After Thwarted Kidnapping Plans, Whitmer Calls for Unity

Gov. Gretchen Whitmer addressed the State of Michigan after a plan to kidnap her and other Michigan government officials was thwarted by state and federal law enforcement agencies. She started by saying thank you to law enforcement and FBI agents who participated in stopping this [...]

MIVOTERGUIDE.COM

Make Michigan Progressive Again.

Get the 2020 Michigan Progressive Voters Guide and find out which candidates on your personal ballot are dedicated to supporting progressive politics and equality and justice for all Americans.

Get My Voter Guide

LGBT in Major League Baseball

By |2011-12-01T09:00:00-05:00December 1st, 2011|Opinions|

Compiled By Howard Israel

S/he Said

“I ask as an LGBT fan and on behalf of the center that you both please add sexual orientation provisions to the MLB’s new collective bargaining agreement, and encourage each team owner to add sexual orientation, gender identity and gender expression protections to their team’s employment nondiscrimination policies. The National Football League added a provision that the league would not discriminate against a player based on his sexual orientation to the collective bargaining agreement approved earlier this summer. The National Hockey League added similar protections for its players in 2005, as did Major League Soccer in 2004. By adding the sexual orientation nondiscrimination language … these leagues send a strong signal to the league’s LGBT fans that they are supported and affirmed, since professional sports have been described as one of the last bastions of homophobia.”
-Rafael McDonnell, communications and advocacy manager for Dallas’ LGBT community center, in letters to Major League Baseball Commissioner Bud Selig and Major League Baseball Players Association exec director Matthew Weiner, http://www.dallasvoice.com, Nov. 22. The agreement will add “sexual orientation” to the league’s anti-discrimination policy.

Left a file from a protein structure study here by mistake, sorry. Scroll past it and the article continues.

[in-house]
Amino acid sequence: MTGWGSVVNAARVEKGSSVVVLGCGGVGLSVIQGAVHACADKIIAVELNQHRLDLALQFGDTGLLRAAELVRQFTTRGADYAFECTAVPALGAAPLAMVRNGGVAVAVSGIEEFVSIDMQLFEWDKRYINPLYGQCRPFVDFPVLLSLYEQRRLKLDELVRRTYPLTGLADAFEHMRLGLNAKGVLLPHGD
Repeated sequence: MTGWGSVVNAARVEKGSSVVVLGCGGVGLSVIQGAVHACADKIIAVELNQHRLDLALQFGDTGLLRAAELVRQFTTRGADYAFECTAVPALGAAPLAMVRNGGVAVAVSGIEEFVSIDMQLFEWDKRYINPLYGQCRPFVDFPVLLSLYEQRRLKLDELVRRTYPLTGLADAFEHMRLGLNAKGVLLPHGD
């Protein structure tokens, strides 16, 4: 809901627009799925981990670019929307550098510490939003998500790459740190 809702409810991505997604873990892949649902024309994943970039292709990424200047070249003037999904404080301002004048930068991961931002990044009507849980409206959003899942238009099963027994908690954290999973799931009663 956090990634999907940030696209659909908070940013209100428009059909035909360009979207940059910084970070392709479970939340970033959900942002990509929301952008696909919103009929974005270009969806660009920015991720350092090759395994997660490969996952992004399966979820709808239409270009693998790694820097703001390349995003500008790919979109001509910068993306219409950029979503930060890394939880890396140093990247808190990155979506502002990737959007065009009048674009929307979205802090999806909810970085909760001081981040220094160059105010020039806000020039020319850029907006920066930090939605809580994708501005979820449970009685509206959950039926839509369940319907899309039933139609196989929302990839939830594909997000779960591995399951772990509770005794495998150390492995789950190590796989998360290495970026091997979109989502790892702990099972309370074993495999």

“Most of us are still Neanderthals.”
-An anonymous New York Mets baseball player, about the comfort level of Major League Baseball (MLB) players knowing openly gay teammates, responding to the new collective bargaining agreement between the Major League Baseball Players an MLB adding “sexual orientation” to the league’s non-discrimination policy, http://www.nydailynews.com, Nov. 23.

“In the larger picture, homosexual activists are trying to have their ideology become dominant, not only in the most liberal segments of society, like academia, but in the most conservative institutions, such as the military, the church, and now in sports. Liberals attack conservatives for the idea of legislating morality, but this is exactly what’s happening when one of these codes is adopted. It’s saying that anyone who disapproves of homosexual conduct, for whatever reason, is a bigot and we are taking a moral stance against that. This is not a neutral act. It’s taking sides in the culture war.”
-Peter Sprigg, Family Research Council, http://www.citizenlink.com, Nov. 25. CitizenLink is the political arm of the FRC.

“You’re probably wondering to yourself, ‘How did so-called Christian conservative group Family Research Council show their gratitude this Thanksgiving weekend?’ The answer: they didn’t. Instead they spent their holiday blasting major league baseball for including sexual orientation non-discrimination rules in its collective bargaining agreement. But to FRC, baseball is simply cowering before the gay agenda. Even if baseball were a bastion of right wing conservatism – depending on the region and fan base, some teams may be – it does not belong to conservatives. FRC, Sprigg and other anti-gay activists forget that baseball is all of America’s pastime, not just right-wing fundamentalist bigots’ pastime.”
-Andrew Belonsky, in his column titled “Conservative Group Spends Thanksgiving Griping About Baseball’s Gay Love,” responding to comments made by Peter Sprigg, http://www.deathandtaxesmag.com, Nov. 25.

About the Author:

BTL Staff
Between The Lines has been publishing LGBTQ-related content in Southeast Michigan since the early '90s. This year marks the publication's 27th anniversary.